To Kill a Mockingbird

What does the discussion between Atticus and Scout in chapter 3 suggest about their relationship?

chapter 3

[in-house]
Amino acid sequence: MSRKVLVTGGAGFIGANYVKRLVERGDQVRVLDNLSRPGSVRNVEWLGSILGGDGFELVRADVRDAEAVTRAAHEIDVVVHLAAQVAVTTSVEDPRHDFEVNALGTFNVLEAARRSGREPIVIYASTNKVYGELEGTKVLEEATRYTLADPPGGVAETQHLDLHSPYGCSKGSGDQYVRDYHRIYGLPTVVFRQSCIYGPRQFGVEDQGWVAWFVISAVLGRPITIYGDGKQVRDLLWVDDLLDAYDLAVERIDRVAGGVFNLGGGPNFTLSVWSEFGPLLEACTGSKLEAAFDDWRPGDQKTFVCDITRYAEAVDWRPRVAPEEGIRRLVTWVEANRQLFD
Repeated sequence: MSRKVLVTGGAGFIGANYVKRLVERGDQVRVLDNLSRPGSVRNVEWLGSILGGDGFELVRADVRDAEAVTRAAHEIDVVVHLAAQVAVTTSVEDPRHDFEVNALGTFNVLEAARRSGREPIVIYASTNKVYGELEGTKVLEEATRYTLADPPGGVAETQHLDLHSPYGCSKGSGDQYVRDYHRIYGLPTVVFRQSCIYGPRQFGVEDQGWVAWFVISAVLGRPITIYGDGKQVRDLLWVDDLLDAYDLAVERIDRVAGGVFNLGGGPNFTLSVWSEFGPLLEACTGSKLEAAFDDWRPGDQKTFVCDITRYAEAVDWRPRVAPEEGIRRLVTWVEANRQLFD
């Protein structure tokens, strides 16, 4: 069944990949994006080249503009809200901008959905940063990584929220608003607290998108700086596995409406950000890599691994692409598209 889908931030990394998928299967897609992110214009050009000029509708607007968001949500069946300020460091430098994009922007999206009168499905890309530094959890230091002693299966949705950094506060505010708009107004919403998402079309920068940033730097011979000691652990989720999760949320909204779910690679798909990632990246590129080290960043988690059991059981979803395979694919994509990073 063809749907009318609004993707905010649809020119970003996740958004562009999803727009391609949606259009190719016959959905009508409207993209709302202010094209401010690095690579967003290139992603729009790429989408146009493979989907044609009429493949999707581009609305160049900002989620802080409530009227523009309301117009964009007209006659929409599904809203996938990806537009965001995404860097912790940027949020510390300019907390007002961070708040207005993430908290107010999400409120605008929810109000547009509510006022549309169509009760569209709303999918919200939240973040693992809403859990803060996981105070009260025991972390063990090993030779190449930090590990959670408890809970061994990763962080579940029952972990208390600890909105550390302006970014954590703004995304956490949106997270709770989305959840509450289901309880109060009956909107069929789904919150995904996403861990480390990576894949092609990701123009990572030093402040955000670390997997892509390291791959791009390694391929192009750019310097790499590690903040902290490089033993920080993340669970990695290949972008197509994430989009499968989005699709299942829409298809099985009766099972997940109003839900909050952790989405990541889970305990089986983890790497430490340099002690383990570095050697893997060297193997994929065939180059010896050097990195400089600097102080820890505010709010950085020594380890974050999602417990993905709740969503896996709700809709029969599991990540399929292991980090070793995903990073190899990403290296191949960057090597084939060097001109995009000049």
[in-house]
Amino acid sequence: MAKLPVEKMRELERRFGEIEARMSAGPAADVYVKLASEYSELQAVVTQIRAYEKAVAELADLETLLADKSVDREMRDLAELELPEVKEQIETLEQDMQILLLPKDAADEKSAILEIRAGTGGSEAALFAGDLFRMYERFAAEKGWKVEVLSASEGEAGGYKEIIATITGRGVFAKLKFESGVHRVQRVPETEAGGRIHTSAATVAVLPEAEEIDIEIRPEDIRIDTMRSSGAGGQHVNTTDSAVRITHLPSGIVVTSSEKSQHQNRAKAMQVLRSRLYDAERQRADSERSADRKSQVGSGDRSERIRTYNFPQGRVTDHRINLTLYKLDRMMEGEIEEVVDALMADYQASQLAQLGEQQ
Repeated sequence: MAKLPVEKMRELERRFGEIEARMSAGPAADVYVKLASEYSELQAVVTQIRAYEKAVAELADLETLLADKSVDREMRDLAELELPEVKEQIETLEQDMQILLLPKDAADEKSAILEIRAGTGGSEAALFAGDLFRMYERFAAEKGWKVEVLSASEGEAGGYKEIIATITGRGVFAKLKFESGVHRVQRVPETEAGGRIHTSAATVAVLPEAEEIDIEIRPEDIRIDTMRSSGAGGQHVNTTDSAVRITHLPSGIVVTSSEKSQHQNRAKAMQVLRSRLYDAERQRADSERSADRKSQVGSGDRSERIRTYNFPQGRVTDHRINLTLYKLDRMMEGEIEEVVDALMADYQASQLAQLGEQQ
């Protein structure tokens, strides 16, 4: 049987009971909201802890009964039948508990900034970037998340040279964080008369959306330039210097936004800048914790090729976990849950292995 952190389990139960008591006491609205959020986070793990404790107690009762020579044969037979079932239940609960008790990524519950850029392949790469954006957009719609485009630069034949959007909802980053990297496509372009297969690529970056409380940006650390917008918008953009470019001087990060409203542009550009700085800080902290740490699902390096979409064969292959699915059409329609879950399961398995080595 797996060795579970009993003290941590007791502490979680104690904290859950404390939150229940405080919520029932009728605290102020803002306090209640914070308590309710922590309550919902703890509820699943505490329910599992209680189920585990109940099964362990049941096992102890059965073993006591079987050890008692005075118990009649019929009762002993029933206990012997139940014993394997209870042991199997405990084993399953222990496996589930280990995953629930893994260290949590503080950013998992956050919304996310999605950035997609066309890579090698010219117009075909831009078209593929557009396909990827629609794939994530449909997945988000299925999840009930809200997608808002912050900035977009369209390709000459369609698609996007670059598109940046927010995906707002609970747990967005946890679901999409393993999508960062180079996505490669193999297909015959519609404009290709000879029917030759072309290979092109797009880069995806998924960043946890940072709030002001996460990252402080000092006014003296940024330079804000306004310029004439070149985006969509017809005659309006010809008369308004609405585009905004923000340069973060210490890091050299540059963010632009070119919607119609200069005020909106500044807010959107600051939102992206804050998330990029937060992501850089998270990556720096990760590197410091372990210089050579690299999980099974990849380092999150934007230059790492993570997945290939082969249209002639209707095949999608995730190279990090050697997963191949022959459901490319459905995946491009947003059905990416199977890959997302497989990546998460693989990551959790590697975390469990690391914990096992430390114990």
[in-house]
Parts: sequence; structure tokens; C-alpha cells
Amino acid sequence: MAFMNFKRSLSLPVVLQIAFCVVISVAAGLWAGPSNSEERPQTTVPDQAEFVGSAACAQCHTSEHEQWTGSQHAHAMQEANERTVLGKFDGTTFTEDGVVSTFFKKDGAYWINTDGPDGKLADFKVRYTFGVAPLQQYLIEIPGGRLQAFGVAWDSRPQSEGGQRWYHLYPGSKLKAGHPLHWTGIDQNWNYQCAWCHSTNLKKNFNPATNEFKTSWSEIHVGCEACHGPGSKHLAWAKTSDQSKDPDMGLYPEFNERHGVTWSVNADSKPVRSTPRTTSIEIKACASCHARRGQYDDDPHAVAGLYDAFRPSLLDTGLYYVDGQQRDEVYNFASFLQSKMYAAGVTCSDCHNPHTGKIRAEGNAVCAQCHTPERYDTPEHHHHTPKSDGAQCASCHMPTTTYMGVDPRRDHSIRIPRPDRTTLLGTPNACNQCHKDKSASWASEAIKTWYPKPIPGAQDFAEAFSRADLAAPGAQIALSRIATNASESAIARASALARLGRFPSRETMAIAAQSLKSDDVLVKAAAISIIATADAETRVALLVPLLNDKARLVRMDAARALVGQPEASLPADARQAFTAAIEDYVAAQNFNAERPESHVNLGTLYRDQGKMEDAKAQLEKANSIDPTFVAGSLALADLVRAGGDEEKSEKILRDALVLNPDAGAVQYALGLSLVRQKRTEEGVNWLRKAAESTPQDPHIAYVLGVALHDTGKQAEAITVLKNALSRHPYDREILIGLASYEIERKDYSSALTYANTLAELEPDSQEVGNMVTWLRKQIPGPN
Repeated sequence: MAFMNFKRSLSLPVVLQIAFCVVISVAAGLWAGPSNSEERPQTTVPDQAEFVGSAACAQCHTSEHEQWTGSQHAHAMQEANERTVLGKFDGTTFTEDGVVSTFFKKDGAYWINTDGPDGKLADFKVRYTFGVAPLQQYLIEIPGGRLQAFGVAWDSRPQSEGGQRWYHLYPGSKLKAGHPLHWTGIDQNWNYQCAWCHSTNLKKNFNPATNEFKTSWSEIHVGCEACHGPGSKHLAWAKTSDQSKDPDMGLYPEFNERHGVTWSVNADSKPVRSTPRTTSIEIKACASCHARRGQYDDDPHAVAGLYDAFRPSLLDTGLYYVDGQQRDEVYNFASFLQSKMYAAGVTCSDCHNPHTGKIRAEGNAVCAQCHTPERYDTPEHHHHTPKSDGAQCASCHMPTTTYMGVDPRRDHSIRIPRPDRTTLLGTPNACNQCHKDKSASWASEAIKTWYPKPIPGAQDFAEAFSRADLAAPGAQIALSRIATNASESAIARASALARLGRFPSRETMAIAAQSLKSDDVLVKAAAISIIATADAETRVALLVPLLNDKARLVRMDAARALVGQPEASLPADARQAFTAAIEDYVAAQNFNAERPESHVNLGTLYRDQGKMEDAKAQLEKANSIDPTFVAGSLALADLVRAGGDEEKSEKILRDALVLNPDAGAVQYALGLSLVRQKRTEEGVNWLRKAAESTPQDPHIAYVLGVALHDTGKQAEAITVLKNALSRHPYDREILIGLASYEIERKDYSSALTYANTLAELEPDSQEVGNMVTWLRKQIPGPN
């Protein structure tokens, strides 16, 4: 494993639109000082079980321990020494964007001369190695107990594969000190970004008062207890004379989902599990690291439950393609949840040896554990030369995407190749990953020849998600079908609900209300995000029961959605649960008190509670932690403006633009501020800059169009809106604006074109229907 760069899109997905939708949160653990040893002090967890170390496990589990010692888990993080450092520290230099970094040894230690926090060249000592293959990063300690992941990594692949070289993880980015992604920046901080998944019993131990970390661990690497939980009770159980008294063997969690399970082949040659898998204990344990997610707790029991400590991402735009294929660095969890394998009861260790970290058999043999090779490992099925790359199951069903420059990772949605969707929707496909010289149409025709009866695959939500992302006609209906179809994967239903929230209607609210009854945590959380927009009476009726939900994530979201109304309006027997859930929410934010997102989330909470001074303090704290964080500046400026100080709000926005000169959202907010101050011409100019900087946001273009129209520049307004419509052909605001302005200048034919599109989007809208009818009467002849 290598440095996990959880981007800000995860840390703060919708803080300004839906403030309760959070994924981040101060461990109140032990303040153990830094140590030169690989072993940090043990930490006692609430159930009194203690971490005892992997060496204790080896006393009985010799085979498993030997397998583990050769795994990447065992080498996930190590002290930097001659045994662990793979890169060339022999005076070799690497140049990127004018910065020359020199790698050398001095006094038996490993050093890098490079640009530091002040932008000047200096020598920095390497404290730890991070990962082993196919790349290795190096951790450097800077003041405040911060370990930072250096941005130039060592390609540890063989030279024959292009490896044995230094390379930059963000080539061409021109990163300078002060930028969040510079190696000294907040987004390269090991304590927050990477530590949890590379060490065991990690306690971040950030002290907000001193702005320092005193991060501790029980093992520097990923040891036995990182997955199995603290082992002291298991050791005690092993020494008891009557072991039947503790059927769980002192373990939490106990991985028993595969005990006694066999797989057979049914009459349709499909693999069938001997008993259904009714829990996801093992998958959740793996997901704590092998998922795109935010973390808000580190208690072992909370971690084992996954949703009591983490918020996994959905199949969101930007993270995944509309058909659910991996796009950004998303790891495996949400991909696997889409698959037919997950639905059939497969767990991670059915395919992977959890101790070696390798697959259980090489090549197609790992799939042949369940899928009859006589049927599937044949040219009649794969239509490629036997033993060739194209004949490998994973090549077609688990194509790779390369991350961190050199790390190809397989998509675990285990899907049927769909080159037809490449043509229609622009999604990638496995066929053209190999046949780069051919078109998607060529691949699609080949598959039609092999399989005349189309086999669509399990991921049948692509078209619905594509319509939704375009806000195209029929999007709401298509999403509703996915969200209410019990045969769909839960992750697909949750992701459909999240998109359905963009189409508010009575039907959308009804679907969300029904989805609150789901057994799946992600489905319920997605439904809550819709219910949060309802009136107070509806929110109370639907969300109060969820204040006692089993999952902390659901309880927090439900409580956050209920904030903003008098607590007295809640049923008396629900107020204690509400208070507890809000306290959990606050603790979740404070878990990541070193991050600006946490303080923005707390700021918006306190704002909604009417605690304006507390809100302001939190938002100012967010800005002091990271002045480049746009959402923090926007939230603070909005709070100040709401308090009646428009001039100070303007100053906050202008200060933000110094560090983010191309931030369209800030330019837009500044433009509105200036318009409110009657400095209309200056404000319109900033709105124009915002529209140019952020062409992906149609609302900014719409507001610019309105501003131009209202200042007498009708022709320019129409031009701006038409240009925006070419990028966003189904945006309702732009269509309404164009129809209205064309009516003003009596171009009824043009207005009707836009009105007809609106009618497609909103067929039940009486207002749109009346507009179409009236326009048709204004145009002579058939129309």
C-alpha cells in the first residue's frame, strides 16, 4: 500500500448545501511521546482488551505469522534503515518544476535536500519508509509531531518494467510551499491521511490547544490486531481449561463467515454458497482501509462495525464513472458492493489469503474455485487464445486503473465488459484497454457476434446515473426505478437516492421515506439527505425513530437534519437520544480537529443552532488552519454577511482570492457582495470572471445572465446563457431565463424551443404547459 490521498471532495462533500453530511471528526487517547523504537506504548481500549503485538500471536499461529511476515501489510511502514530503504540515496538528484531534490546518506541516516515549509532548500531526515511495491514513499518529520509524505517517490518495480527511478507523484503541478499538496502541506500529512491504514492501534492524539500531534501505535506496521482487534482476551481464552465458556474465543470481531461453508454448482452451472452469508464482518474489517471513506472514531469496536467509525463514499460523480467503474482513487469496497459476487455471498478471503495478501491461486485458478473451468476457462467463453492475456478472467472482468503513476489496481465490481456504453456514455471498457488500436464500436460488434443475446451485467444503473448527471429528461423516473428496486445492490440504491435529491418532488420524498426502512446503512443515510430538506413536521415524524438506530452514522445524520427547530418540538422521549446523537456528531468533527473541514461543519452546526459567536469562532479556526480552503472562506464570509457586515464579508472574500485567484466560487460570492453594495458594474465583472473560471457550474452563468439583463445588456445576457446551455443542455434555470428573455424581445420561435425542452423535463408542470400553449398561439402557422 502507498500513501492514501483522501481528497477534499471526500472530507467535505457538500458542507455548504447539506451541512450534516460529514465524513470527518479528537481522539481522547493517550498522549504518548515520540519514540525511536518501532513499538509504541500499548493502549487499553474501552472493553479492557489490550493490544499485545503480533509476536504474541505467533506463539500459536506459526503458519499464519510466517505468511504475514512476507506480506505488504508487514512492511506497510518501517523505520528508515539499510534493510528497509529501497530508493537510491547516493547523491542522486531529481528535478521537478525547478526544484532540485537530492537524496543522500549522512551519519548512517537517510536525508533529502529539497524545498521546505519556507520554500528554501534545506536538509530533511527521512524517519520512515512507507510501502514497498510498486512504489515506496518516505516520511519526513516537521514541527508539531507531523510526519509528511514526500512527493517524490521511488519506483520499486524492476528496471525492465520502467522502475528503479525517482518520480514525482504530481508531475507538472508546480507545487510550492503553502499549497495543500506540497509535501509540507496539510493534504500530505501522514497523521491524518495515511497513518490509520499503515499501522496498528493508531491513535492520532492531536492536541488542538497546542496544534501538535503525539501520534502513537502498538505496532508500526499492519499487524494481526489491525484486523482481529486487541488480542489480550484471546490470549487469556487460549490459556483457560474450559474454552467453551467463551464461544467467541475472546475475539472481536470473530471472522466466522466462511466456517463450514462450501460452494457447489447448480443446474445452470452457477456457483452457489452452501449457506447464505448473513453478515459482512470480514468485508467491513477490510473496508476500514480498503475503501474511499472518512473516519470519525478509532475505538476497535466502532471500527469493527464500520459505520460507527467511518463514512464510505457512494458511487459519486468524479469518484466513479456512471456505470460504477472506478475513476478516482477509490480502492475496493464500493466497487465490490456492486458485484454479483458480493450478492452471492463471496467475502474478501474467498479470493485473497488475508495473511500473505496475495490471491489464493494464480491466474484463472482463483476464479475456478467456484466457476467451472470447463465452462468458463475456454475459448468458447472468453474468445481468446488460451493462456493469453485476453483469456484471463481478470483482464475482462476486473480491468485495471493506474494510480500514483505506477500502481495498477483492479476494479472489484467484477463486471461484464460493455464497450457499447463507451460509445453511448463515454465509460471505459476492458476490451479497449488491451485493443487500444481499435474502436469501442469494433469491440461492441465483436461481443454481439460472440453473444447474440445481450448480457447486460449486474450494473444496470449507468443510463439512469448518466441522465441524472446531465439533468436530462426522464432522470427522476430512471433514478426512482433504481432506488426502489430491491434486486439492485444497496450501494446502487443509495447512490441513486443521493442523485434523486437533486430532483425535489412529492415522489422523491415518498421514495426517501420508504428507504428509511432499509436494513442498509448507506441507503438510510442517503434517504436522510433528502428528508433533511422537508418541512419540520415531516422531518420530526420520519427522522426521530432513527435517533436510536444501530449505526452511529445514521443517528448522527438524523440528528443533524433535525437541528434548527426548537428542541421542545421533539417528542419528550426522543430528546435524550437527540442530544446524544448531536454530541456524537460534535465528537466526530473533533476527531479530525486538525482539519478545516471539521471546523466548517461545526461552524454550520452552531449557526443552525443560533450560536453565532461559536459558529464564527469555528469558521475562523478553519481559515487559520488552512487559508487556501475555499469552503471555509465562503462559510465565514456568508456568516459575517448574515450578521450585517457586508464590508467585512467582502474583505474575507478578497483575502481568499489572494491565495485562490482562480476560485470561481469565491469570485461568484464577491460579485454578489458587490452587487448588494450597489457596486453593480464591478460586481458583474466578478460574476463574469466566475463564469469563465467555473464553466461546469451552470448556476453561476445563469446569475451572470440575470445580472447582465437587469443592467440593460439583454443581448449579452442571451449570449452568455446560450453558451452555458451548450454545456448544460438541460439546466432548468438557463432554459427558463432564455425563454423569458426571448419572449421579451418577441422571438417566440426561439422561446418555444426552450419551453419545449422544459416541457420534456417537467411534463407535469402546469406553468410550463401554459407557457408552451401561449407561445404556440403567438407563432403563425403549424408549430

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In Chapter 3, Atticus's patient teaching gives Scout a lesson that he says will help her "get along better with all kinds of folk": she has to remember to judge people on their intentions rather than their actions, and put herself into the other person's shoes in order to understand them best. The chapter establishes that Atticus can relate to all kinds of people, including poor farm children. He talks to his daughter like she's a young adult rather than a little girl, which shows that he respects her ability to be perceptive, and also shows his confidence in her feelings for his opinions.